• Working with systems infrastructure (knowing what hardware to ask for , what OS to install, how to prepare the system and dependencies for all software)
  • Understanding, creating, manipulating, and querying databases
  • API / back-end code in one or more languages, e.g. Ruby, Java, Python, etc.
  • Front-end code in one or more languages, e.g. HTML, JavaScript, CSS etc.
  • Project management / client work, e.g. gathering requirements, creating technical specifications and architecture documents, creating good documentation, managing a project timeline (e.g., someone who knows Agile/SCRUM).

However, the developer doesn’t need to master all of the areas and technologies he needs to work on, because that just makes it nearly impossible, he just needs to be comfortable working with those technologies, and that’s a lot too.

Full Stack – Back in 2000 and Now

2000 was a long time ago, in that year PHP 4.0 was released. Yes, 4.0. Back then, a good web developer knew a little HTML, CSS and some procedural PHP, because proper OOP didn’t even exist until version 5.0.

The LAMP (Linux – Apache – MySQL – Perl/PHP) stack was all the rage in those years, with little or no alternative. In the early 2000s if somebody used version control they were considered either technological heretics or wizards. Today it’s unheard of and laughed at, not using one.

So, let’s try to break down and categorize the main technology stacks that are required from a full-stack developer today:

System Adminstration

  1. Linux and basic shell scripting
  2. Cloud computing: Amazon, Rackspace, etc.
  3. Background processing: Gearman, Redis
  4. Search: Elasticsearch, Sphinx, Solr
  5. Caching: Varnish, Memcached, APC / OpCache
  6. Monitoring: Nagios

Web development tools

  1. Version control: Git, Mercurial, SVN
  2. Virtualization: VirtualBox, Vagrant, Docker

Back-end technology

  1. Web servers: Apache, Nginx
  2. Programming language: PHP, NodeJS, Ruby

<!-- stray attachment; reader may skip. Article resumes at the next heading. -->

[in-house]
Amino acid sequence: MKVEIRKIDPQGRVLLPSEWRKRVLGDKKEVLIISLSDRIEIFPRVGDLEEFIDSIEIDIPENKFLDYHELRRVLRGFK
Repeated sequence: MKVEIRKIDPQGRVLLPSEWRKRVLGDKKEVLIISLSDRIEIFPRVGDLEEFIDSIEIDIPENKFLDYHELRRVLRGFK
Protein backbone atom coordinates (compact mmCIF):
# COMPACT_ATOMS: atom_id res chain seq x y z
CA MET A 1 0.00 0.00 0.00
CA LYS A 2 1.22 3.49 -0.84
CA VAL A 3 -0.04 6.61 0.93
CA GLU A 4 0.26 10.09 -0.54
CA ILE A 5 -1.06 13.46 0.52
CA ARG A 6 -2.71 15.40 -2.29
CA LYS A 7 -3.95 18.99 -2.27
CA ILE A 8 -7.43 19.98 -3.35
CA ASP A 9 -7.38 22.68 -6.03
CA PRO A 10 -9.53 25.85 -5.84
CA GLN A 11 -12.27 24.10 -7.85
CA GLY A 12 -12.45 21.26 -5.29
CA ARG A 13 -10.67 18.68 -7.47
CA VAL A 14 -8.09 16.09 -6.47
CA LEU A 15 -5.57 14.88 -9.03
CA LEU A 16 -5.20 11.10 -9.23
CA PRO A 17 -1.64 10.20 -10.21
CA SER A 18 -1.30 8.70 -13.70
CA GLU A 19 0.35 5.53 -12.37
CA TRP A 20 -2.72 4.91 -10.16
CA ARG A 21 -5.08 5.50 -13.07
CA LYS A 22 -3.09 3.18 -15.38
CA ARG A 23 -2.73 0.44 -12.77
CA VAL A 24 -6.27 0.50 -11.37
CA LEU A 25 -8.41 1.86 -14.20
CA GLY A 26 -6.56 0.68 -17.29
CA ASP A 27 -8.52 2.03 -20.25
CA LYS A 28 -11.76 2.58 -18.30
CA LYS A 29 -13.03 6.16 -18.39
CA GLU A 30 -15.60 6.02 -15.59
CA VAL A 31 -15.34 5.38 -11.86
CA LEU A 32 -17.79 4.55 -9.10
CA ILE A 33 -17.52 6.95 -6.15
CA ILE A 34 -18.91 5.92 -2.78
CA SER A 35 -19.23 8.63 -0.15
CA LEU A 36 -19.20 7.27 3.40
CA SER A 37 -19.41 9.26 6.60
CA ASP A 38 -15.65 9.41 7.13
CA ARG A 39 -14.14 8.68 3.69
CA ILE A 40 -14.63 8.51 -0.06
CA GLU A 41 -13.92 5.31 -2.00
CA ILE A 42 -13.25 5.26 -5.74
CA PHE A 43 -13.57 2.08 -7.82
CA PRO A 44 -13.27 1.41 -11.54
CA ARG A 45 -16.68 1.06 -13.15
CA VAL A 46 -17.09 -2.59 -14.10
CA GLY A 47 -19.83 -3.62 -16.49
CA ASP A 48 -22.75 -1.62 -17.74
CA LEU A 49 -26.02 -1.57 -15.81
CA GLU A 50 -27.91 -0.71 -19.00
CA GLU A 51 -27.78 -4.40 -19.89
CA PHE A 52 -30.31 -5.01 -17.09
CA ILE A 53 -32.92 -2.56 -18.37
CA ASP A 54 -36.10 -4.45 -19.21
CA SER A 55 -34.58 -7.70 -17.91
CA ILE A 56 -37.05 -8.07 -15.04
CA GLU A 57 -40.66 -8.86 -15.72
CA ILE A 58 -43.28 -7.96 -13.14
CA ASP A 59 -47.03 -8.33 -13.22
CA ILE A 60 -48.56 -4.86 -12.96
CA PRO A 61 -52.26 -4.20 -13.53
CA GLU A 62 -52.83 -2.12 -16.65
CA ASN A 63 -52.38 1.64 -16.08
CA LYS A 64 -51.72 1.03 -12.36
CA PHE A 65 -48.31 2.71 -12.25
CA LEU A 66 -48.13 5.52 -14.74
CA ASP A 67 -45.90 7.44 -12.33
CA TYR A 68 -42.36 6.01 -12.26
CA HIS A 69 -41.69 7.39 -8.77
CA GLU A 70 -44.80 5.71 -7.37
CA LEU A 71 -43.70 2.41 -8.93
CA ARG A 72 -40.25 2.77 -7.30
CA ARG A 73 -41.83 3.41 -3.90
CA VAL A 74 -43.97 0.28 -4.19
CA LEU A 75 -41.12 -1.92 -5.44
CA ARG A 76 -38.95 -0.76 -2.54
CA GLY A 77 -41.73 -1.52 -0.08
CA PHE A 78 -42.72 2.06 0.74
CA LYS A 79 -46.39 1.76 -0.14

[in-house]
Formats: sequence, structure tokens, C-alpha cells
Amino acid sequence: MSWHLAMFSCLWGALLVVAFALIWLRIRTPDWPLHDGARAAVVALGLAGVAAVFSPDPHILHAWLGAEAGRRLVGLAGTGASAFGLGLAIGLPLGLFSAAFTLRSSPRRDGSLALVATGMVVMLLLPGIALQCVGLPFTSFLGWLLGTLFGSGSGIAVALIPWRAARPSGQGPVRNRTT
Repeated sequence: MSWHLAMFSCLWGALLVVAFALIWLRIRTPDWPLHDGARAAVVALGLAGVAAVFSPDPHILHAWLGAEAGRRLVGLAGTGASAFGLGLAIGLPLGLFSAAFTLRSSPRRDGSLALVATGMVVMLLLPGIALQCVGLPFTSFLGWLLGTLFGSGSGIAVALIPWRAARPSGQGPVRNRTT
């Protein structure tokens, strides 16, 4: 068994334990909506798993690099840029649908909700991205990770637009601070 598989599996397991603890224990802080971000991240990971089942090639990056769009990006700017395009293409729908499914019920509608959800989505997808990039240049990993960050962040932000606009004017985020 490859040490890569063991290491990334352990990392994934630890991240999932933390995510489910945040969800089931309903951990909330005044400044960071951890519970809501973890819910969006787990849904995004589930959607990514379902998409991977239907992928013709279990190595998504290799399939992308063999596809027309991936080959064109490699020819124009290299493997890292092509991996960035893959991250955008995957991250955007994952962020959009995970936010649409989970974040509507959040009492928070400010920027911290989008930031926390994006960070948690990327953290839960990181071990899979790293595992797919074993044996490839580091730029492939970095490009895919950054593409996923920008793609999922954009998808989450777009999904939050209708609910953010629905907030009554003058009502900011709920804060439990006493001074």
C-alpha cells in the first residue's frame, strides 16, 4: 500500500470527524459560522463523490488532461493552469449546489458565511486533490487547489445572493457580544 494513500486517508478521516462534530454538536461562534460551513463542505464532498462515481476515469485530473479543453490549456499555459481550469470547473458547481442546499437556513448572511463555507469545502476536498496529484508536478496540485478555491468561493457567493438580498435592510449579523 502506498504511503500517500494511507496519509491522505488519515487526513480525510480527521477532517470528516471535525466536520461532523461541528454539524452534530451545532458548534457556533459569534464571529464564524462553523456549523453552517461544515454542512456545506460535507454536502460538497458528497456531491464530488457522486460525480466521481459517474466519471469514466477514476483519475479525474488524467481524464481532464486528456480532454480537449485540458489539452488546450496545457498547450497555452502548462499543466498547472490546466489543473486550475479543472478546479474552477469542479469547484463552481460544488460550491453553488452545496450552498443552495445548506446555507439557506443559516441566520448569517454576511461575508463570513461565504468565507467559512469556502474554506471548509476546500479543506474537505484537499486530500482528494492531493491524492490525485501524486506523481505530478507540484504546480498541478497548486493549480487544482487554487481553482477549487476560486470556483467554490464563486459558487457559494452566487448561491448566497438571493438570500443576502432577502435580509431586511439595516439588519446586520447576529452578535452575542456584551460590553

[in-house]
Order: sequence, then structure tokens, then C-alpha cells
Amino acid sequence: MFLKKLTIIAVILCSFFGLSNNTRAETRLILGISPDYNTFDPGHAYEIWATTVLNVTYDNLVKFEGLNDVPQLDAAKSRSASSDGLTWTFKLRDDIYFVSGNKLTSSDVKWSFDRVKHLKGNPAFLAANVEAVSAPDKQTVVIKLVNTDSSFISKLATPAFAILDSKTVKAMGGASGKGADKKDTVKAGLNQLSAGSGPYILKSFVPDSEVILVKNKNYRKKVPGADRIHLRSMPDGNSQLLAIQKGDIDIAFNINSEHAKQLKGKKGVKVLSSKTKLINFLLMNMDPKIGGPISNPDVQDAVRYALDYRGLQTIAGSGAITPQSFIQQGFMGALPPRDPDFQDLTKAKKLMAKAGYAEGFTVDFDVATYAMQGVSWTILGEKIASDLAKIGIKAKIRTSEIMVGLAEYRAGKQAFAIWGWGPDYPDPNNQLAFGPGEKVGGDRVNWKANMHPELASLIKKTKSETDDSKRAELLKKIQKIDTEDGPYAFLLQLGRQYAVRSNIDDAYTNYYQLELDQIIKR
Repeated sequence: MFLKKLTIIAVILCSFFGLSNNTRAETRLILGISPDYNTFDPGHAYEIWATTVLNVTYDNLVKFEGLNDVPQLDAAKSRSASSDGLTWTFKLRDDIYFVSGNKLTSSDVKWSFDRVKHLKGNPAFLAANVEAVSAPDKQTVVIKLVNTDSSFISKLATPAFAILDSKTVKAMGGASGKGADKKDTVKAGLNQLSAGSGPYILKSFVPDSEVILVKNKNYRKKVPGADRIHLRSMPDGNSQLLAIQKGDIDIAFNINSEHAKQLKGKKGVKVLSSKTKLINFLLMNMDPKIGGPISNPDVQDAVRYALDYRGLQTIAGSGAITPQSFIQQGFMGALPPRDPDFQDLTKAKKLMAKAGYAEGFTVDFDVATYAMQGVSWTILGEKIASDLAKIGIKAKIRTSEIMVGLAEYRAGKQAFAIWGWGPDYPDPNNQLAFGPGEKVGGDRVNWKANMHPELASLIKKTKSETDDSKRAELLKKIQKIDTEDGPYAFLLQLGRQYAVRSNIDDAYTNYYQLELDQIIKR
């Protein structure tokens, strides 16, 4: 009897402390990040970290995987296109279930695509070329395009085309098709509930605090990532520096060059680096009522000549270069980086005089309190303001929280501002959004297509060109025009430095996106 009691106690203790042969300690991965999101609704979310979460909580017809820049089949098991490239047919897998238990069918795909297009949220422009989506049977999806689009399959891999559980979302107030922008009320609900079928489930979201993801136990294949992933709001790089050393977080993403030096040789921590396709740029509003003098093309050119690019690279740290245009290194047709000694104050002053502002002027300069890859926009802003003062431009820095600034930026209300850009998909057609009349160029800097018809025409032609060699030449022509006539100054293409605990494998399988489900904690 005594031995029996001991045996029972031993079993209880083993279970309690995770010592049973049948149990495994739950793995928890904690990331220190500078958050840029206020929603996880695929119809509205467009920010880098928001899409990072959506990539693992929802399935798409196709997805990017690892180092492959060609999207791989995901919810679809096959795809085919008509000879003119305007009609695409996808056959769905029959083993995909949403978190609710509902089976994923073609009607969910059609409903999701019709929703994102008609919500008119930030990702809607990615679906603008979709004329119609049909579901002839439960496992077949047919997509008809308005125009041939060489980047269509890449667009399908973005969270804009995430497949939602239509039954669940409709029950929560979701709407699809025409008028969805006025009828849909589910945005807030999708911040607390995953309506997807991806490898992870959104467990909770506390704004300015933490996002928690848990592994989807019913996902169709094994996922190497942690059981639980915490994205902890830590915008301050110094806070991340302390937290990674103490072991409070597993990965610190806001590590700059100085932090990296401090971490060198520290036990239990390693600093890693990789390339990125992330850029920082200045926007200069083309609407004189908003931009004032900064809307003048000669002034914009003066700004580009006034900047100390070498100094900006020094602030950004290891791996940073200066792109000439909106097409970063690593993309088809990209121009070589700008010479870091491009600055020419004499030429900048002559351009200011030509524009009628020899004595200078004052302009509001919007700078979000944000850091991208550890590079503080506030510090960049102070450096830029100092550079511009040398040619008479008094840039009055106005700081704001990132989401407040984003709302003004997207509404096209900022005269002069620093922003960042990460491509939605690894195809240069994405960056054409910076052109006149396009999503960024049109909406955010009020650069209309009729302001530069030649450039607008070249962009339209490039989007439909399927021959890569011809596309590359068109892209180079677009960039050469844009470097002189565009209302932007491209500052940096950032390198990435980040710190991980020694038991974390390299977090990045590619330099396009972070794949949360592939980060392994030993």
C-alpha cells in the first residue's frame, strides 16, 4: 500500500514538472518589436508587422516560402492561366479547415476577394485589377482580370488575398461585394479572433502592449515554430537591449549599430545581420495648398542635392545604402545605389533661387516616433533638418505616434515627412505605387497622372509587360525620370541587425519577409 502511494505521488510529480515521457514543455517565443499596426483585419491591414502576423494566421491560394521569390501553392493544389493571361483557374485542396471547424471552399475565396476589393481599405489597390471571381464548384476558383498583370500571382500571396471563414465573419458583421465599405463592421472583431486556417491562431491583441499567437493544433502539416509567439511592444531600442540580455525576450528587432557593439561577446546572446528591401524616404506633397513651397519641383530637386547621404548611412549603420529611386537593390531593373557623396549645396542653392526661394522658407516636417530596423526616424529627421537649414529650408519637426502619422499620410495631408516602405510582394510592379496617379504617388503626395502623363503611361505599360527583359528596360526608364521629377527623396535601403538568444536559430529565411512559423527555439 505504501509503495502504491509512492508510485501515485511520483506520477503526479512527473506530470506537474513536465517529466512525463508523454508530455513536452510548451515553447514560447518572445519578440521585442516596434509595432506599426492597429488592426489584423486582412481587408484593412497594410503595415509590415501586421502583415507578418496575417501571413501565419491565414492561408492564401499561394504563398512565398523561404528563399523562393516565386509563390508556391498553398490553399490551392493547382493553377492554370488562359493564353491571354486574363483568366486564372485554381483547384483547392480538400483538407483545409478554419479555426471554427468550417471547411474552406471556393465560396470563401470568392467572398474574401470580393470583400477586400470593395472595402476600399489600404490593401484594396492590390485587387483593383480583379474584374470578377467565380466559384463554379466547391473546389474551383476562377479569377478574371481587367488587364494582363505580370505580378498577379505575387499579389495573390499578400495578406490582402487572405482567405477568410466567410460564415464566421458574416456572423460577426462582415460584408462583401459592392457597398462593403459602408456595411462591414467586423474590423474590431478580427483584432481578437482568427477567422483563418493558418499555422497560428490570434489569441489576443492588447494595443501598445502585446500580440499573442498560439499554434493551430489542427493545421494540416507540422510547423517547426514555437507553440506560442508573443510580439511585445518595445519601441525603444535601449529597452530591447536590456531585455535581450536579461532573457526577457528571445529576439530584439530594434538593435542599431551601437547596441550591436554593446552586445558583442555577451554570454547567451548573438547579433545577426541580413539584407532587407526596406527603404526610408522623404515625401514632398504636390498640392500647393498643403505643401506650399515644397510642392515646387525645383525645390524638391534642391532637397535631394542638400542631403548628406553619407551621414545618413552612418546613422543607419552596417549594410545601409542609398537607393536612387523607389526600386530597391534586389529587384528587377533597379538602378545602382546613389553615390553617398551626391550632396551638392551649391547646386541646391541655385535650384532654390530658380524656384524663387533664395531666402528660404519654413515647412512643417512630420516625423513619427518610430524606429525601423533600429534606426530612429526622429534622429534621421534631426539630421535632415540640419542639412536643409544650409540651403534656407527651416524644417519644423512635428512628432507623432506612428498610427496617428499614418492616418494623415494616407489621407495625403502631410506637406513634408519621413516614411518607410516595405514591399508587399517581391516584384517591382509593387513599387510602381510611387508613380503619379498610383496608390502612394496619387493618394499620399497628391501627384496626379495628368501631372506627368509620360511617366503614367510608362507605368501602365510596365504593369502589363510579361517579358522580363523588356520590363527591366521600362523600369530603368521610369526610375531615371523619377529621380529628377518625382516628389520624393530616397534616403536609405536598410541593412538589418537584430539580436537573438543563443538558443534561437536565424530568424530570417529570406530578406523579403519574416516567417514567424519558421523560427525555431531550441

3. Database: MySQL, MongoDB, SQL / JSON in general

Front-end technology

  1. HTML / HTML5: Semantic web
  2. CSS / CSS3: LESS, SASS, Media Queries
  3. JavaScript: jQuery, AngularJS, Knockout, etc.
  4. Compatibility quirks across browsers
  5. Responsive design
  6. AJAX, JSON, XML, WebSocket

Design:

  1. Converting website design into front-end code
  2. UI
  3. UX

With many of the mentioned technologies a developer can get away with not knowing to code or use, such as Ruby or specific JavaScript libraries, but all these are interconnected in one way or another. For example if you want to set up Vagrant you need to know Ruby’s syntax, as simplified as it is or if you want to manipulate DOM elements, jQuery is a good to know technology.

One other category that deserves mentioning is mobile technologies. It’s a very dynamic industry and closely related to web development:

  1. iOS
  2. Android
  3. Hybrid: PhoneGap, Appcelerator

A full-stack developer should know about these technologies as well.

Wow, then should I even try to become a Full Stack Developer after all?

I consider a great full-stack developer to be someone who is good at lot of things but great at some. I’d wager that there are zero individuals with advanced-level knowledge in each of these areas that would be capable of single-handedly delivering this next generation kind of application. Just keeping up with the advancements and new programming interfaces in each category is almost a full-time job. So, I would rather advise you to pick your eco system and become an expert in it, but don’t try to be everything to everyone or you will burn yourself out. There are a lot of great stacks available  and you must learn one of them thoroughly.  In order to “have a deep understanding of all areas” you must begin with a deep understanding of just one area.  Only then should you expand.

Future of Full Stack

Whether you choose to specialize in front end or back end development — or position yourself as a full stack generalist — the job outlook is positive. The role of software developer is recognized by the U.S. Bureau of Labor Statistics as one of the occupations that will have the most growth over the next ten years. In 2014, just over 718,000 people were employed in some capacity as software developers — and the nationwide median salary was $95,510. That number is expected to rise by 135,000 jobs to more than 853,000 by 2024.

So, Good Luck and let me know your thoughts.

 

Learning Better From Cognitive Science

From many of my earlier posts, you might have already figured out atleast one fact about me, that is, I am addicted to productivity and in order to achieve the highest level of productivity, I read a lot about cognitive science. Learning about how our brain and mind work together as a team has become one of my hobbies since many days now.

So this post is about a book that I just finished reading. The title of the book is Why Don’t Students Like School?  The author Daniel Willingham is a Harvard educated cognitive scientist who writes books and articles about how to learn and teach better. The book is divided into principles of learning and I highly recommend getting a copy for yourself as Willingham explains many of the details and implications of each of these principles. I wanted to discuss each principle briefly, to share the implications it has for learning better.

Note: The book lists nine principles, but two were more related to teaching, so I omitted them here.